First, in terms of nationality, an issue that provides an easy comparison is that of international cruise ships operated by Japanese shipping lines. These are operated by legal entities established under Japanese law, most of their passengers are Japanese, and their vessels are registered in Japan. These international cruise ships allow large numbers of Japanese people to visually inspect maritime issues along the route. This is done upon request to the ship operator to plan a cruise that will allow the ship to sail through area that is of concern to the Japanese government, as in the case of viewing a remote Japanese island from a distance. In fact, Asuka II, belonging to and operated by NYK Cruises Co., Ltd., sailed off the coast of Okinotorishima Island on its return trip around the world in 2014, with passengers on board taking in a distant view of Okinotorishima.[13]

Second, in terms of cargo transport, it is an undeniable fact that most of the Japanese merchant fleet vessels are registered as flag-of-convenience ships due to economic reasons.

If this is the case, we must begin our considerations with this fact.

Are the countries where Japanese shipping companies choose to register their ships (Panama, Liberia, Marshall Islands, Singapore, the Bahamas, and Hong Kong) potential partners (in the sense of having the same or similar orientation) in terms of diplomacy carried out by the Japanese government? Is this not the case? Alternatively, consideration could be given to whether some of the countries and regions (such as Cyprus and the Isle of Man) where foreign shipowners choose to register their ships could be potential partners.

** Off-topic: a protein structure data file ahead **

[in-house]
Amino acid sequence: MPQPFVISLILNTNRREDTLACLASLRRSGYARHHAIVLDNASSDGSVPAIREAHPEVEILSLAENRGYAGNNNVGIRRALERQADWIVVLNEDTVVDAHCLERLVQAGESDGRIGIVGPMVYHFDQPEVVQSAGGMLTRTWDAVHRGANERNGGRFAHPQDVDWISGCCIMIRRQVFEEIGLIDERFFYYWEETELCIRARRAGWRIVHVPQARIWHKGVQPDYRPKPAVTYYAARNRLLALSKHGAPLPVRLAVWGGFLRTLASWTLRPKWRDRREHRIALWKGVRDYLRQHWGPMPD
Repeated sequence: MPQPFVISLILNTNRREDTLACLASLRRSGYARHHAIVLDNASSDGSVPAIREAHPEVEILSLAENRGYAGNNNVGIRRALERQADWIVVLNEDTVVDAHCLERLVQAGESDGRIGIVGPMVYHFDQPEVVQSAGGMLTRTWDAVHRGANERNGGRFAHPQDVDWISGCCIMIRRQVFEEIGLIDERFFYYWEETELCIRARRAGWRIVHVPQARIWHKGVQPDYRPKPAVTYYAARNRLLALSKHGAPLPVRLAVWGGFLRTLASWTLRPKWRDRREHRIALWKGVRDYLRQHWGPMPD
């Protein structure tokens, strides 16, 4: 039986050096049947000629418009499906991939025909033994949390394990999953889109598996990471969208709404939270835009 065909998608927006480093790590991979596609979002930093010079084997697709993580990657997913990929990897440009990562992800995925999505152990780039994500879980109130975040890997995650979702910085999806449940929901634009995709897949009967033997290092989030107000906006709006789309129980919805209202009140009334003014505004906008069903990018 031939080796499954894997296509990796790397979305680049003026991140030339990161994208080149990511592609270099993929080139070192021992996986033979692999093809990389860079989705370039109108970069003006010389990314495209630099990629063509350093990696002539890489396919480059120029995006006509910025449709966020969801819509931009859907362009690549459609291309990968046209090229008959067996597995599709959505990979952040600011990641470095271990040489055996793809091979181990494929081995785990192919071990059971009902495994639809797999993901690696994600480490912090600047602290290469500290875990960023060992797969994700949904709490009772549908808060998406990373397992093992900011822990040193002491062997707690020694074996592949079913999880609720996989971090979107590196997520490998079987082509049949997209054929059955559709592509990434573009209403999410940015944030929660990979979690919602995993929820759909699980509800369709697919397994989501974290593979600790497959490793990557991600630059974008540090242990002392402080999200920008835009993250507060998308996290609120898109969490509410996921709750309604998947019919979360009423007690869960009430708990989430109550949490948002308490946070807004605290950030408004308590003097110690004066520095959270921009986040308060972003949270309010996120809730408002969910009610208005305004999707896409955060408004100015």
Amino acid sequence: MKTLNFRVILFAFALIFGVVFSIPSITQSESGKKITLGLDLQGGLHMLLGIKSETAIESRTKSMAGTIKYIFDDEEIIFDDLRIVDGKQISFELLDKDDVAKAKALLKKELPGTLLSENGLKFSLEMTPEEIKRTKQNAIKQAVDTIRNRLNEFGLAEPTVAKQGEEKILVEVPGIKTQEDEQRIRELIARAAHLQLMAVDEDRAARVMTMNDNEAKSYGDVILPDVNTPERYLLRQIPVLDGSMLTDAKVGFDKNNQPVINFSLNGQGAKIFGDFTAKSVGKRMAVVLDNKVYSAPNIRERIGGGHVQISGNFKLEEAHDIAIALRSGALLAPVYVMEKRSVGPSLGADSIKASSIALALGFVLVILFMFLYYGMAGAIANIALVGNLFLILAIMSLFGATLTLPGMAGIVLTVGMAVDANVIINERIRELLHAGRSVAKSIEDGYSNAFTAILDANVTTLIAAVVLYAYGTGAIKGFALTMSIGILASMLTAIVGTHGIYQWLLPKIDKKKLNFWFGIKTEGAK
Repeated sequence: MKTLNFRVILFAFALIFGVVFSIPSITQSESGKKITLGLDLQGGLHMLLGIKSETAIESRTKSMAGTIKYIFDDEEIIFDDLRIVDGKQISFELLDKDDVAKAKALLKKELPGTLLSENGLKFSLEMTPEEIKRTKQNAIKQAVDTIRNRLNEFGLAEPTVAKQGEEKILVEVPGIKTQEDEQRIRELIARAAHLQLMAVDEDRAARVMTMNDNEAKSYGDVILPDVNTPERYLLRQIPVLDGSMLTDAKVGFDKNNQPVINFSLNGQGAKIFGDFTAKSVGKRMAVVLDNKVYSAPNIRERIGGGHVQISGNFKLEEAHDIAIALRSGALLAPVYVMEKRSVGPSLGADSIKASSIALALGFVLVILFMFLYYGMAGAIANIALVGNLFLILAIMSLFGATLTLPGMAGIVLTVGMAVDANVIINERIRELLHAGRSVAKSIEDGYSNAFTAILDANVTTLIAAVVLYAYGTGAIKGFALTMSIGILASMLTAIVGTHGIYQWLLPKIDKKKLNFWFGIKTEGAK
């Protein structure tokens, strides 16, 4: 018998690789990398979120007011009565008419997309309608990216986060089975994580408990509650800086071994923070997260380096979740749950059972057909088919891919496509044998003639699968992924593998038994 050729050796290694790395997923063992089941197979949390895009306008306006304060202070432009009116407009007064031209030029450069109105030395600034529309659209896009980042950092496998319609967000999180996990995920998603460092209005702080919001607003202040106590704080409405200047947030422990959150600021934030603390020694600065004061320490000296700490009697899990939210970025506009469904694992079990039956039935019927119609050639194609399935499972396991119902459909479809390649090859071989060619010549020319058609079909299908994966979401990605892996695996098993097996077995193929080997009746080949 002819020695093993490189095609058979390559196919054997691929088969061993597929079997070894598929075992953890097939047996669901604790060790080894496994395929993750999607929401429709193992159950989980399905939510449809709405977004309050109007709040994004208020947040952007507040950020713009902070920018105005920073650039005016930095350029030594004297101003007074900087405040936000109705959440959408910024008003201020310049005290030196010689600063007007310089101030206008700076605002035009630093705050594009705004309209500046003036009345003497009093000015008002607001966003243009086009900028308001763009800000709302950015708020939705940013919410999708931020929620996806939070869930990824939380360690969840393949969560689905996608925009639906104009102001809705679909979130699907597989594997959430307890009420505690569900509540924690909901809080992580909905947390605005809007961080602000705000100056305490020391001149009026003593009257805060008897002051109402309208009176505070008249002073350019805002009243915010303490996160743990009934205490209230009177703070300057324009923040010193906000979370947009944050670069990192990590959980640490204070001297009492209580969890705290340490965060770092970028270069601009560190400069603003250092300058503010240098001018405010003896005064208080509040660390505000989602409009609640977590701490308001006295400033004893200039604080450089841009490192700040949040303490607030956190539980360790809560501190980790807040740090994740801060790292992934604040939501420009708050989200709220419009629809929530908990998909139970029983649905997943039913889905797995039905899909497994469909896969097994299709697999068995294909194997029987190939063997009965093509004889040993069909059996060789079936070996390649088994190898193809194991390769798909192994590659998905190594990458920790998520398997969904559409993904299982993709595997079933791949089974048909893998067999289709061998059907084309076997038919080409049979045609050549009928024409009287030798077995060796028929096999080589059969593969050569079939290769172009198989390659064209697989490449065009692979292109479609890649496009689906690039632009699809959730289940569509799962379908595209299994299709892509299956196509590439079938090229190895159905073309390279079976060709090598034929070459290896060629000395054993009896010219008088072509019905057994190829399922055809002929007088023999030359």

This is only an introduction to this discussion, but we can consider the following examples:

  • The Marshall Islands could be considered a potential partner of Japan in terms of diplomacy since it has the framework of bilateral relations with the United States in terms of defense and diplomacy.
  • In terms of international trade, Singapore and Japan already have a deep relationship, having concluded an EPA (Japan and Singapore for a New Age Economic Partnership) at the government level quite a while ago (2002). At the private-sector level, Singapore is also a country that Japanese shipping companies utilize not only as a country of registry, but also as a country of establishment for local subsidiaries and companies engaged in ship management that are regional headquarters for cargo sales and head office functions for ship operation and management.[14]
  • Dialogue with Panama in terms of the host and user countries of the Panama Canal has already been established.
  • On October 3, 2011, Nippon Kaiji Kyokai (Class NK)[15] concluded a strategic partnership agreement[16] with Liberia (strictly speaking, LISCR, an operating company authorized by the Liberian government to act as an international ship registry agent) in the area of ship technology, which continues to this day.


  1. I propose that the Japanese government request that international cruise ship operators in Japan, in planning the voyages of their vessels, choose routes through waters where Japanese passengers will be exposed to maritime issues.
  2. I propose that the Japanese government build a relationship with flag-of-convenience countries as partners who share the same maritime ideals.